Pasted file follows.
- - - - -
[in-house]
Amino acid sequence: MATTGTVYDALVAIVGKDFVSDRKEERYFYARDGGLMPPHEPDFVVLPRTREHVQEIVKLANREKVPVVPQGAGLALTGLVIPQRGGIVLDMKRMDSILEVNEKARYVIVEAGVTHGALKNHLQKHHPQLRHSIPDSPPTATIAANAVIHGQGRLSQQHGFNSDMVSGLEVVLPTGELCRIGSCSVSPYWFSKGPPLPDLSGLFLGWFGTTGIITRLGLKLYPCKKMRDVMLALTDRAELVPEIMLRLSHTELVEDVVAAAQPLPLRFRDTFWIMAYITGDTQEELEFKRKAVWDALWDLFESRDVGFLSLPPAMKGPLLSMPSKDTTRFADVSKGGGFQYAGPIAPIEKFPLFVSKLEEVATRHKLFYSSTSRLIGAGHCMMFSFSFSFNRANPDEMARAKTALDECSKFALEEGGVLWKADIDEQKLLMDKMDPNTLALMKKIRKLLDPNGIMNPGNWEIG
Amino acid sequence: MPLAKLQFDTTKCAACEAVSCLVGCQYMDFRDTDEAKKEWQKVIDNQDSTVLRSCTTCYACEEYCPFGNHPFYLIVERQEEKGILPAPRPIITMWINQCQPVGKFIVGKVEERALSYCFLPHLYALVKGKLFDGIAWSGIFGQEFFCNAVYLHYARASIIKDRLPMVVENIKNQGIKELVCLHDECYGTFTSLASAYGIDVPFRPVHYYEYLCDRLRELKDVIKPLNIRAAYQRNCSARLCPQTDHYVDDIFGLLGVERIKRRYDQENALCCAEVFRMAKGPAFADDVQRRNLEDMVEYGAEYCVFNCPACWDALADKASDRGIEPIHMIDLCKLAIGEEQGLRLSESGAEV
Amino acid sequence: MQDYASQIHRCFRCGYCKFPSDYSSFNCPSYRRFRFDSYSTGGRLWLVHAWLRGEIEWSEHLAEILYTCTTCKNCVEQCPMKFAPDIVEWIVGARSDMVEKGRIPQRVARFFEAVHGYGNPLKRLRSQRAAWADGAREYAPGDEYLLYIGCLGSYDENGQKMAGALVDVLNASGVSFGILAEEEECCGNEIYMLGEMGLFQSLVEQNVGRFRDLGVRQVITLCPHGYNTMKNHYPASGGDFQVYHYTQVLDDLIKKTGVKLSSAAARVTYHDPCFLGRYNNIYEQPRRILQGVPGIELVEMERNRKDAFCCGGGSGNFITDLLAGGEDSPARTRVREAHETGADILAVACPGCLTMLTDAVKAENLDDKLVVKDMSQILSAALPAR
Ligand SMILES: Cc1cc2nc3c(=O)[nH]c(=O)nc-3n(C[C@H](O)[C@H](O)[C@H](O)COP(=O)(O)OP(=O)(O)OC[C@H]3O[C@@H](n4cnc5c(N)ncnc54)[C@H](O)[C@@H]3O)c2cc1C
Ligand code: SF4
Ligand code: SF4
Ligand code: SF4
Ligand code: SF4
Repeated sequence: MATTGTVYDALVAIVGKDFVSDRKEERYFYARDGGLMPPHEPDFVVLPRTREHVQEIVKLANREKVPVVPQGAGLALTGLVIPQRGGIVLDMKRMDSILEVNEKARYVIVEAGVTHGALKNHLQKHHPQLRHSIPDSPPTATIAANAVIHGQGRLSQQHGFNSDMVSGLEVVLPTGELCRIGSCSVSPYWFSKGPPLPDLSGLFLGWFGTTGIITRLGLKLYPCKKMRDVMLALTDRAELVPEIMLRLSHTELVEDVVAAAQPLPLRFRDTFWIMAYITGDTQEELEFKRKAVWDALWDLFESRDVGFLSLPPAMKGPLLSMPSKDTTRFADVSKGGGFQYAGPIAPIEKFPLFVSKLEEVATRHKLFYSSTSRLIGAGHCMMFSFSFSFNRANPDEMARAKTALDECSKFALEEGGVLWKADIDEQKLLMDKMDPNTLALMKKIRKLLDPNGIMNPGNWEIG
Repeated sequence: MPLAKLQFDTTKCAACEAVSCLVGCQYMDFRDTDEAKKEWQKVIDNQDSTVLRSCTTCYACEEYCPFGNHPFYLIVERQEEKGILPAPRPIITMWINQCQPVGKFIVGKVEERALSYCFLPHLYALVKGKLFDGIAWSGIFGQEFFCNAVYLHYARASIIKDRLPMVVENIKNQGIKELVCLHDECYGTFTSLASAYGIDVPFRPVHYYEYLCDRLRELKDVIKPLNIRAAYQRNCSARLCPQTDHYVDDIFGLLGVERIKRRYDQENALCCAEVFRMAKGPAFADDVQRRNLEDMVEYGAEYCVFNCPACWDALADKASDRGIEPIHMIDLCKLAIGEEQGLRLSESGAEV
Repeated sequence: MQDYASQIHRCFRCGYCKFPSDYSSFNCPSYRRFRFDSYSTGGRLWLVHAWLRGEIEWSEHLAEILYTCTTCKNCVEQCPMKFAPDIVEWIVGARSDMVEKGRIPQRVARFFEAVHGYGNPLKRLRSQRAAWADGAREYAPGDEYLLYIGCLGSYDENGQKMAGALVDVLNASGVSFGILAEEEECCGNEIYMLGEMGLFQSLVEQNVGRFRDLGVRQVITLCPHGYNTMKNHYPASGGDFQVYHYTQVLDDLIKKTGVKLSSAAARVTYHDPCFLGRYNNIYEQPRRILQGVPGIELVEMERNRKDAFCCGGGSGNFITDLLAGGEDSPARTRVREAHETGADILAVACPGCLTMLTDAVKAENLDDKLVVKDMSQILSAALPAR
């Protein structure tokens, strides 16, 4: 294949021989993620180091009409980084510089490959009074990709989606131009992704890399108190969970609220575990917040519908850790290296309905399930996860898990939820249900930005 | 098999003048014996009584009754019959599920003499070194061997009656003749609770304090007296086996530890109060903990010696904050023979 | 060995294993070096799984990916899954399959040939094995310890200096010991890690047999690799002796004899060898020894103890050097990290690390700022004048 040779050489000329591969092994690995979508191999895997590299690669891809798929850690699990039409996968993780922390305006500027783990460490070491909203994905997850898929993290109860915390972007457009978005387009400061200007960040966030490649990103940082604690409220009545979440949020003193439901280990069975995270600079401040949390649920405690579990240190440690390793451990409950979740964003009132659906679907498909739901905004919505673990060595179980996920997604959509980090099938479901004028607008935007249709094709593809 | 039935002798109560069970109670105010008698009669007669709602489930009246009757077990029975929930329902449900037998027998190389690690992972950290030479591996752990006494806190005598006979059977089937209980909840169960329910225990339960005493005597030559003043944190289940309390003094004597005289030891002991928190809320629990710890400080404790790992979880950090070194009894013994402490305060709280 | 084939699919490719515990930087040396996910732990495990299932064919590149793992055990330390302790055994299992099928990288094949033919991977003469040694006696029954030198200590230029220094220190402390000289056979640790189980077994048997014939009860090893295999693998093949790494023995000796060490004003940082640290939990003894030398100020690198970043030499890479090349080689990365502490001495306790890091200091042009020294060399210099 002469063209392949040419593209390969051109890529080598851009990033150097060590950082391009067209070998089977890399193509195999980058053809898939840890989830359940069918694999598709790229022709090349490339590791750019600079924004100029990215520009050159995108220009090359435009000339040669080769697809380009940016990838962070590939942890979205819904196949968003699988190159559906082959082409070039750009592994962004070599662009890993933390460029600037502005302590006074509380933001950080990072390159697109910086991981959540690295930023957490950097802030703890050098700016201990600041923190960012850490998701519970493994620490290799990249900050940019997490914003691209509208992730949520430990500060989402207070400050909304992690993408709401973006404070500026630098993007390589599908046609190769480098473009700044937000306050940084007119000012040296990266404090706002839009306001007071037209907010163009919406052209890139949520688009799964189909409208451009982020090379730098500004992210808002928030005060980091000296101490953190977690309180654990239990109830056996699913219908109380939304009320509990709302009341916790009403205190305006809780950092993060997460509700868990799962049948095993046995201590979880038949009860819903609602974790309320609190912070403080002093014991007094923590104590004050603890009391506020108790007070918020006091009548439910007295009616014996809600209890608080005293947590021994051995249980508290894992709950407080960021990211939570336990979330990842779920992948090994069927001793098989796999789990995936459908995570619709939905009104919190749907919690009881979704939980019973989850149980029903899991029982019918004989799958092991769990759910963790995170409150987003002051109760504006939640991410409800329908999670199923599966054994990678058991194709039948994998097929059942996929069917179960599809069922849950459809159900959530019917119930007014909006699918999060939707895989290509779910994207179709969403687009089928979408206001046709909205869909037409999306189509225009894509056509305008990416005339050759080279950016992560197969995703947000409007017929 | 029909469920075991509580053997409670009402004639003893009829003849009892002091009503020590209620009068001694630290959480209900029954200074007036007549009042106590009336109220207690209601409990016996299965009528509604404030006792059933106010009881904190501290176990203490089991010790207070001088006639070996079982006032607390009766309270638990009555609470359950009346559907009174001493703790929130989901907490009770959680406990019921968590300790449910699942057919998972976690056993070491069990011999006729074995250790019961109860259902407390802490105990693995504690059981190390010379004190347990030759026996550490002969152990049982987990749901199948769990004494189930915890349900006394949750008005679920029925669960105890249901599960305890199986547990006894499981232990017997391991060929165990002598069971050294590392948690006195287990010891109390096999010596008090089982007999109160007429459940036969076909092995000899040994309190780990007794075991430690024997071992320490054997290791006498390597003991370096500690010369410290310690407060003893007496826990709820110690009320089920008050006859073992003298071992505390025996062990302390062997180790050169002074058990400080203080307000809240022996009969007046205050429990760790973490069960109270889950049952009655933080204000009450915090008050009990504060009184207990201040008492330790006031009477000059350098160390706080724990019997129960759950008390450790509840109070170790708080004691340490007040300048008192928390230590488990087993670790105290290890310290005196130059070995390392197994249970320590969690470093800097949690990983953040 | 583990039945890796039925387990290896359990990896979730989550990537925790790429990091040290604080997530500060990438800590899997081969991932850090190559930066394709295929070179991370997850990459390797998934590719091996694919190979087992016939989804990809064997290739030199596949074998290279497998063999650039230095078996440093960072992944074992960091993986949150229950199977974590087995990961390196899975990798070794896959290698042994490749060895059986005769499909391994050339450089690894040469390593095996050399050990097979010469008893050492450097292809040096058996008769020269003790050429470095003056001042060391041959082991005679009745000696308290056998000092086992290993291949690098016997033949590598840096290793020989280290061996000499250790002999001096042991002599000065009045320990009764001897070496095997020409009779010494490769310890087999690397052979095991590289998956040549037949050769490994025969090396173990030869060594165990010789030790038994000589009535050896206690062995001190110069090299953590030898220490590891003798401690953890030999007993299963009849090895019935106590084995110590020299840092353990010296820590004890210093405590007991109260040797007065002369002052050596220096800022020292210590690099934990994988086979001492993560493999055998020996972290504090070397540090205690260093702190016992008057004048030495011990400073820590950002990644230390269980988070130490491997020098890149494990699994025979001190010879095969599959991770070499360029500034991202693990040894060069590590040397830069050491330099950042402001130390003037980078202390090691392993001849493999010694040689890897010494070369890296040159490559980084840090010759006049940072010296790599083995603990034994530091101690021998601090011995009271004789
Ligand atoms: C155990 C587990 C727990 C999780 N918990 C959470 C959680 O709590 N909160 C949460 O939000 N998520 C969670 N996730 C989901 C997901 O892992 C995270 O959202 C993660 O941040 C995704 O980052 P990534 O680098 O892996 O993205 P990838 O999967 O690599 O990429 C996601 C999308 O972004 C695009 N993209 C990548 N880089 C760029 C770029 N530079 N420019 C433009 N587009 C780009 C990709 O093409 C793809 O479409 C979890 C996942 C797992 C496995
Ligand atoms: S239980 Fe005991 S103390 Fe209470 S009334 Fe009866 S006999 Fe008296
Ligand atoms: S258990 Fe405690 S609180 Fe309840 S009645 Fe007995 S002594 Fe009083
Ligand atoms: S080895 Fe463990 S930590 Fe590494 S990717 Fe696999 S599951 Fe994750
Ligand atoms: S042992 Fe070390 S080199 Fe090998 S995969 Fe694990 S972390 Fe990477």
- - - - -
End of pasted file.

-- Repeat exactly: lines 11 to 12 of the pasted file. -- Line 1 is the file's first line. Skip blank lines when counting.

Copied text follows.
Repeated sequence: MPLAKLQFDTTKCAACEAVSCLVGCQYMDFRDTDEAKKEWQKVIDNQDSTVLRSCTTCYACEEYCPFGNHPFYLIVERQEEKGILPAPRPIITMWINQCQPVGKFIVGKVEERALSYCFLPHLYALVKGKLFDGIAWSGIFGQEFFCNAVYLHYARASIIKDRLPMVVENIKNQGIKELVCLHDECYGTFTSLASAYGIDVPFRPVHYYEYLCDRLRELKDVIKPLNIRAAYQRNCSARLCPQTDHYVDDIFGLLGVERIKRRYDQENALCCAEVFRMAKGPAFADDVQRRNLEDMVEYGAEYCVFNCPACWDALADKASDRGIEPIHMIDLCKLAIGEEQGLRLSESGAEV
Repeated sequence: MQDYASQIHRCFRCGYCKFPSDYSSFNCPSYRRFRFDSYSTGGRLWLVHAWLRGEIEWSEHLAEILYTCTTCKNCVEQCPMKFAPDIVEWIVGARSDMVEKGRIPQRVARFFEAVHGYGNPLKRLRSQRAAWADGAREYAPGDEYLLYIGCLGSYDENGQKMAGALVDVLNASGVSFGILAEEEECCGNEIYMLGEMGLFQSLVEQNVGRFRDLGVRQVITLCPHGYNTMKNHYPASGGDFQVYHYTQVLDDLIKKTGVKLSSAAARVTYHDPCFLGRYNNIYEQPRRILQGVPGIELVEMERNRKDAFCCGGGSGNFITDLLAGGEDSPARTRVREAHETGADILAVACPGCLTMLTDAVKAENLDDKLVVKDMSQILSAALPAR